Thanks for getting back to me. Isn't it about teach and re-teach? And many of us don't do well with "snarky" titles - like me. Also, since I feel like we have engaged as in Top Gun, what's with yesterday's comment about tushes (I like this word way better than the one you used) in chairs to gain PDPs?

I have to stay that as I looked around at Design Studio Sessions I don't think I've ever seen more hard working and differentiated learners. Perhaps you need to consider more hands-on learning time.

Again, I'm going to say that despite what seems like negative reflections on your part, and the fact that "snarky" doesn't work for me, and would never work for my students, it was the best PD I've attended, and I've let my district know this.

All of us learn at different speeds. If your post was about differentiation you should have made that clear from the beginning. For those of us who are still in the classroom and being evaluated on SGPs we have to meet the students where they're at and take them to the next level - many of my kids don't even know how to use apostrophes - should I stop clicking because of this?

Looking forward to continuing our conversation.

Tammy Knoff

Greg Mcverry said...


First glad to see you were at #edchat yesterday. Stinks about all the Spam.

I am so glad to hear you thought the MNLI was the best PD opportunity ever.

I hear you on the more "play time" or more time for 1:1 training. We will consider adding this feature in the future.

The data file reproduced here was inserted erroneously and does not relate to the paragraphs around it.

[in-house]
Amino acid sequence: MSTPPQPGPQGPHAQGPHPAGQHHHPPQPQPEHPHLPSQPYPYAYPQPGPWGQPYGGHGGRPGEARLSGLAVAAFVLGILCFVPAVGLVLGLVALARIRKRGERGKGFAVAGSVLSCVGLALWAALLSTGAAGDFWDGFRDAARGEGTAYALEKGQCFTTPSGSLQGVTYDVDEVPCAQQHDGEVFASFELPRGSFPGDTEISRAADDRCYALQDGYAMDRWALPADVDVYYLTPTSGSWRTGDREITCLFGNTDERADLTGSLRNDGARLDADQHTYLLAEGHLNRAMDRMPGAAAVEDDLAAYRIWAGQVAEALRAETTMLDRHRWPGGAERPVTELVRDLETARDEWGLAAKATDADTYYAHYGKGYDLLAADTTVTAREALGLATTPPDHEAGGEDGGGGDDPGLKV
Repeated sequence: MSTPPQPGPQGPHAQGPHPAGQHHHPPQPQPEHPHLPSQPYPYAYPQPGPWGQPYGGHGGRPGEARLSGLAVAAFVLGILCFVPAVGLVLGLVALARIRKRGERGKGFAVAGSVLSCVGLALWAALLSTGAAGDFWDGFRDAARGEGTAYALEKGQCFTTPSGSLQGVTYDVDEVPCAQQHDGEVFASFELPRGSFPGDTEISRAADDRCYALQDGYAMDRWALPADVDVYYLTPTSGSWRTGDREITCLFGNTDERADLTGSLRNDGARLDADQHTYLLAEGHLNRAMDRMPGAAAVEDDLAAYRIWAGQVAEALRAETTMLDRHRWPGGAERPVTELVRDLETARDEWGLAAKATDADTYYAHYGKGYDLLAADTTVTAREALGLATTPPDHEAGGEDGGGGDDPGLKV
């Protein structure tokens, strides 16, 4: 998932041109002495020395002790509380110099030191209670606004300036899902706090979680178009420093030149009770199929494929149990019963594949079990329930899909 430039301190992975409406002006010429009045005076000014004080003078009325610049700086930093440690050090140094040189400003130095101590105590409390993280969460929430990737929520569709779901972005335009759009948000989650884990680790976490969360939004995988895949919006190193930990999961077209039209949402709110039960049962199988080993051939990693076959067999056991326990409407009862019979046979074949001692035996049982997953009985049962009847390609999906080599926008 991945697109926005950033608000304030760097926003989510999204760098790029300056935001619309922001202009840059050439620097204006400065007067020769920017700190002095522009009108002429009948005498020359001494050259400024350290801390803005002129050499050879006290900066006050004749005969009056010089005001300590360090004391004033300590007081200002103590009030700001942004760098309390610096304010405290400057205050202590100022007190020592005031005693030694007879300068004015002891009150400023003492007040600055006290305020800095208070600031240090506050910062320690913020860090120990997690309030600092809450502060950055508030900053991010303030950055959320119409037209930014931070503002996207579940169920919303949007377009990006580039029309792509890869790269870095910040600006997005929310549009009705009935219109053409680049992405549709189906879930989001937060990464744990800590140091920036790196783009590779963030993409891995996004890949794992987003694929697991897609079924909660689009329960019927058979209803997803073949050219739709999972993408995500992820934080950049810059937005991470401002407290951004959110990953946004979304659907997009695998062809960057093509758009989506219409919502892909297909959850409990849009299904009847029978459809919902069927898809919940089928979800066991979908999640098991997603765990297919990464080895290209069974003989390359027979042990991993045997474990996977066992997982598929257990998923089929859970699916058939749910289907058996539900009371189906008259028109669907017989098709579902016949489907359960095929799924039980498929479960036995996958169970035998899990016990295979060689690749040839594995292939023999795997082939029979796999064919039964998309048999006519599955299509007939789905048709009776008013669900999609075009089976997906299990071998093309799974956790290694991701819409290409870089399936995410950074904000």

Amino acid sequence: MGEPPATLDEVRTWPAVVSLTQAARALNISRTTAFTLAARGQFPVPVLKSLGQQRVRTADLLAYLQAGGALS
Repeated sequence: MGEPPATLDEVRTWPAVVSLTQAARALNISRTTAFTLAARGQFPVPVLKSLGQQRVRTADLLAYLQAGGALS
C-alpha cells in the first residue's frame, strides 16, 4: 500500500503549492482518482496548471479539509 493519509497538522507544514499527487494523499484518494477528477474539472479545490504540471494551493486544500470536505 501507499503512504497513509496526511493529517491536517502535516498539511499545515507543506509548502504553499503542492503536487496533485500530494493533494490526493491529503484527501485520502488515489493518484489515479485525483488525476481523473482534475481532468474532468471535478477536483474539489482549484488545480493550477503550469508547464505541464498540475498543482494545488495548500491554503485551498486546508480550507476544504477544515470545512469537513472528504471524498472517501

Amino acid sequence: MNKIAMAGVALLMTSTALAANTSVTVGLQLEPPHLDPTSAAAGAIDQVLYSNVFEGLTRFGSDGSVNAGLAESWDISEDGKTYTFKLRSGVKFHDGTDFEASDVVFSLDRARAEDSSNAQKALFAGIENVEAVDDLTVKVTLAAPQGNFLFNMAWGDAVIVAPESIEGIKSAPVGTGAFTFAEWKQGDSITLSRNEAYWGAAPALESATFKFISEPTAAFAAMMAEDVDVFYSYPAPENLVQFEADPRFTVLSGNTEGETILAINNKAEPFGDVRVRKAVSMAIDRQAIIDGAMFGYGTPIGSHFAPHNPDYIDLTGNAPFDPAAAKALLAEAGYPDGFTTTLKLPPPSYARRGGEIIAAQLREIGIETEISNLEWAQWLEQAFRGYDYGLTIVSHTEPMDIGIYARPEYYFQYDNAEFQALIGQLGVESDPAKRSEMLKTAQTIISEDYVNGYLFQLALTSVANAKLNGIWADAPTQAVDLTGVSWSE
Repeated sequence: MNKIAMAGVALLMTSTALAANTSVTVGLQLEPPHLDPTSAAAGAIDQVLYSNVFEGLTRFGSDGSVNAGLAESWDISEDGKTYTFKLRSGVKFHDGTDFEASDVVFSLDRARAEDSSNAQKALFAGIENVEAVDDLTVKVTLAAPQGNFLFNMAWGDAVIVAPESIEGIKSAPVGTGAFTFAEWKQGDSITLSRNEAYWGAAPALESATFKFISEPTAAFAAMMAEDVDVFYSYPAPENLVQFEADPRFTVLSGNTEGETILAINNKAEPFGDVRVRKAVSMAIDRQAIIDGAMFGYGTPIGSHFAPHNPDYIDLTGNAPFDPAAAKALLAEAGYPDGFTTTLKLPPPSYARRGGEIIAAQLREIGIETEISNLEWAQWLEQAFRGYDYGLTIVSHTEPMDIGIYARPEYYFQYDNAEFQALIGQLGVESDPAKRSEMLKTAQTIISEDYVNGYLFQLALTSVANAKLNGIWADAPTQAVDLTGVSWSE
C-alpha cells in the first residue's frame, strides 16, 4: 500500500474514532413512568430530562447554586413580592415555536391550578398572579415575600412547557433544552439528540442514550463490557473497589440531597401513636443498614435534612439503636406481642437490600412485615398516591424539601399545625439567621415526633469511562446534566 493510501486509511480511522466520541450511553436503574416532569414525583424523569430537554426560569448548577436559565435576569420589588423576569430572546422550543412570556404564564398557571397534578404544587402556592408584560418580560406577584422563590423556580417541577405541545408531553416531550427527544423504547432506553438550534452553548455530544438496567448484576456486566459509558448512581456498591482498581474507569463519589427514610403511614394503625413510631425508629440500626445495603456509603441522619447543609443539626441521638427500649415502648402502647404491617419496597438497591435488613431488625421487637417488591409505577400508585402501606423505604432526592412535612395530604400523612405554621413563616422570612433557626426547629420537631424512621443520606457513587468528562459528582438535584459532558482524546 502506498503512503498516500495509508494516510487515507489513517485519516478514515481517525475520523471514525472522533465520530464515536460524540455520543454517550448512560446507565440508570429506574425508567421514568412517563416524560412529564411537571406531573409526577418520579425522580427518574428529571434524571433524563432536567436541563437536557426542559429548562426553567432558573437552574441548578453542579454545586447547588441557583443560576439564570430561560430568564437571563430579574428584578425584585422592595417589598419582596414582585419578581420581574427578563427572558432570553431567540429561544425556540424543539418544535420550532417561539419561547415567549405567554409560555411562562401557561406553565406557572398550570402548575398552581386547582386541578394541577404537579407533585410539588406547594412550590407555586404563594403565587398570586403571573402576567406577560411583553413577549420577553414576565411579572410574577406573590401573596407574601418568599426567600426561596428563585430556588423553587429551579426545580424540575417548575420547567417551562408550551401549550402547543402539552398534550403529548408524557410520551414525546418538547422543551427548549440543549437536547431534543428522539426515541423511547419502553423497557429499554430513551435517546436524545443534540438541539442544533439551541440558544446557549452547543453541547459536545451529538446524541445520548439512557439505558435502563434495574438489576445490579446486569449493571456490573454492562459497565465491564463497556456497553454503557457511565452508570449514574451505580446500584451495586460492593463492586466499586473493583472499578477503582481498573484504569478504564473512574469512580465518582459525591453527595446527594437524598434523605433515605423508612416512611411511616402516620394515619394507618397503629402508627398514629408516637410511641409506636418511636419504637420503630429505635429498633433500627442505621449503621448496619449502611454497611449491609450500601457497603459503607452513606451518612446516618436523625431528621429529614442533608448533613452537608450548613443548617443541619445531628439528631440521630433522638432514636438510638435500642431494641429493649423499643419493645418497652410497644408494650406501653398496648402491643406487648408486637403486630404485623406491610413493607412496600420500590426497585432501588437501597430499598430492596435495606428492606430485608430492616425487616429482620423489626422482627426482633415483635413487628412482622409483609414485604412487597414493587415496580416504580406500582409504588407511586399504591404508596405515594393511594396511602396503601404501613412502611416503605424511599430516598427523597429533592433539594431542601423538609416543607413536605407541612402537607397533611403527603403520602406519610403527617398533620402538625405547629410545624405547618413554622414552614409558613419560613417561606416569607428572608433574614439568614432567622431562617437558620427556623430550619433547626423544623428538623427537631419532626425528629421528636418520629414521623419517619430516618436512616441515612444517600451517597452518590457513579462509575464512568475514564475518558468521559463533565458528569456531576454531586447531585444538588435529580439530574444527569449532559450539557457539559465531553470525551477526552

I didn't mean to come off negative (I wish I could go with two title ala Fractured Fairy Tales on Rocky and Bullwinkle) I just believe that instead of me lecturing tool use through direct instruction people will pick it up better through exploratory learning supported by direct instruction videos.

This comes out of years of experience trying to help districts set up learning management systems. In my first attempt I would walk audience through, "now click here...." and I would wait and say "Now add this." Yet no progress was made after weeks.

Then when I created a series of screencast tutorials and as a whole group demonstrated how the tool could be used to support learning I got better results. Mainly because I was able to:

-Get to the "play time" sooner
-Prove Just in Time instruction as people needed help
-Gave teachers the tools to guide their own learning.

So its not that I am saying "I can't help you write a complete sentence". I am saying I want to empower you to learn how to write a complete sentence.

Goose to Maverick, out..Oh wait I don't want to be Goose....